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Technology systems are an integral part of modern business life, providing us with constant, useful data, however data needs proper analysis and interpretation to be reliable and useable. The best results are achieved with a combination of the effective analysis of good data, human intervention and intuition to instil a reality check in order to arrive at accurate conclusions.

In 1983 the Cold War was at its peak and tensions were running high between the Soviet Union and the USA. Only a few weeks previously the Soviets had shot down a Korean passenger jet, killing all 269 aboard, including many Americans. The Russians were wary of US President Reagan’s “Star Wars” system and feared a pre-emptive American strike.

On 29th September Lieutenant Colonel Stanislav Petrov of the Soviet army reported for his shift at the Soviet nuclear early warning centre. This was to be an extraordinary night.  For a few minutes Stanislav Petrov was to hold the fate of the world in his hands and his calm and intuitive interpretation of data was to avert a nuclear catastrophe.

System Reports Missile Attack on Russia

Just after midnight, the early warning system reported the Americans had launched a missile attack on Russia. All the systems bar one pointed to an American attack. Petrov had an instinct that it was a false detection, partly as he had not received visual confirmation.

He decided to wait before confirmation, and he reported a false alarm to his superiors instead of alerting command headquarters to an attack, which would doubtless have set in motion a retaliatory nuclear strike. Petrov retained his composure as alarms blared and lights flashed with increasing warnings of an attack, trusting his instinct that the warnings were false.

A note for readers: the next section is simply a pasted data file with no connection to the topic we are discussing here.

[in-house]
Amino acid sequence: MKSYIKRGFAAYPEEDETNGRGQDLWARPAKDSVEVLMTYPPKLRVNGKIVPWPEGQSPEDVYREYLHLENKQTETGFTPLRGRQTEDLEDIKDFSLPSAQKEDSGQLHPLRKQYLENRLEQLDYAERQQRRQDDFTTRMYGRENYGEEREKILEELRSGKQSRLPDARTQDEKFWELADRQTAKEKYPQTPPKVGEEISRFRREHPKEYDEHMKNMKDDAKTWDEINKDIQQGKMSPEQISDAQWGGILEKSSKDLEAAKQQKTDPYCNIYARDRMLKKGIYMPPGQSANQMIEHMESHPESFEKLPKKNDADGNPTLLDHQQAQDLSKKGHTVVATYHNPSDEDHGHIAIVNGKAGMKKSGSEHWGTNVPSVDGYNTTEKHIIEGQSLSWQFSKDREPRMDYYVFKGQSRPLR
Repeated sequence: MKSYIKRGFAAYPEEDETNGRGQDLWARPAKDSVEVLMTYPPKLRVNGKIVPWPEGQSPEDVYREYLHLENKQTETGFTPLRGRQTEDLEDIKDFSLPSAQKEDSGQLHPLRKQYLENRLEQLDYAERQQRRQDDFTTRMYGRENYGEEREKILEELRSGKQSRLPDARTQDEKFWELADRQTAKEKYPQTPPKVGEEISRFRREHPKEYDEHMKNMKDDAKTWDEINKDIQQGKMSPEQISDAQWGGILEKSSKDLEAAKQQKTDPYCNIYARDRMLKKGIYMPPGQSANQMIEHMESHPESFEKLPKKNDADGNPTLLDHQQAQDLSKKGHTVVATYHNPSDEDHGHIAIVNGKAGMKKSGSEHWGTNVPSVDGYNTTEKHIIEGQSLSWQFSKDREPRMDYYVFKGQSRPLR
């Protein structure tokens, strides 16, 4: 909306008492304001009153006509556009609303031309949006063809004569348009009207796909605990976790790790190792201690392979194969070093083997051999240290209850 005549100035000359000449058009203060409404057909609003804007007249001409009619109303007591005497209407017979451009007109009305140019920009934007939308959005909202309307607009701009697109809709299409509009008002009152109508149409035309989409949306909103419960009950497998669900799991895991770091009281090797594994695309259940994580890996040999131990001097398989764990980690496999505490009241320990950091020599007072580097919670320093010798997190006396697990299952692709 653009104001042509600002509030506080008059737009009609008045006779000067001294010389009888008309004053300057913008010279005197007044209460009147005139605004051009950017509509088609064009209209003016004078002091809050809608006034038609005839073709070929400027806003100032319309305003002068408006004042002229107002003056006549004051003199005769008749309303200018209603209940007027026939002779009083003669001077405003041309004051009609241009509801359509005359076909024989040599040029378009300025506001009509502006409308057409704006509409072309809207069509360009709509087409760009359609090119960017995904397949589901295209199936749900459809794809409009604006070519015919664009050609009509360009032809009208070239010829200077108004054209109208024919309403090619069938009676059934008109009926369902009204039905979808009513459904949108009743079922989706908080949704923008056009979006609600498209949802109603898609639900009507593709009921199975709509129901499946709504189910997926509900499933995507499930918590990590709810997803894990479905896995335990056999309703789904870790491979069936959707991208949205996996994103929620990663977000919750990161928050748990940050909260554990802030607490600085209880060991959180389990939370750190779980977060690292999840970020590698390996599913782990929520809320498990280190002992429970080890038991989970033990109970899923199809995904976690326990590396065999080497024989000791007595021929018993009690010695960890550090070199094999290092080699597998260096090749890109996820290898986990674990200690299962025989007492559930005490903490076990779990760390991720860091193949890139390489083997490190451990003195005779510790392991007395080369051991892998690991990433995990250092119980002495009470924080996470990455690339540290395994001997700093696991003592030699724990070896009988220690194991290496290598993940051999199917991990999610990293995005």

Fatal Warning Down to Technical Glitch

This was a dereliction of duty and breach of regulations by Petrov, the logical and safe thing for him to have done was to have passed on the responsibility and reported the attack up the chain. He later said that he feared that “as I was the first source of this information the danger was that as soon as I made a decision that this rocket is real, the rest of the chain of command could have been hypnotised by my conclusions. It’s like the cockerel crowing, the first cockerel in the village crows and the others all follow.”

After an agonising wait of ten minutes, relief came as the over-the-horizon radar systems confirmed that the alarm was false. Bizarrely, the false detection had been created by a rare alignment of sunlight that had reflected via the Earth into the satellite lenses.

Intuition Saves The Day, Not Technology

Computers can misinterpret information and report in error. That’s why all systems need a Petrov to analyse and say “hang on a minute”. It’s the kind of fine nuance of thought uniquely available to the human brain. Petrov had the intuition built up through knowledge and experience to question the information he was receiving. If a computer had been responsible for pressing the button there would have been dire consequences.

Petrov’s dilemma applies to the search for effective opinion leaders in the technology, pharmaceutical and other industries. A web search/algorithm can trawl for and arrange publicly available data, but can it spot through informed intuition whether alarms and flashing lights are real or fake? For that you need the skill of a team which not only understands how to programme the computer, but also how to interpret the social nuances of the world and its interconnecting relationships.

And as for the man who arguably saved the world? Petrov’s superiors treated him with the suspicion accorded a soldier who disobeys orders, he was reprimanded and took early retirement from the army soon after that fateful September night.

In today’s data-driven world it is important to question and discuss the information provided, with creativity, data and intuition proving the winning mix.

Petrov has since passed away, but his legacy lives on.

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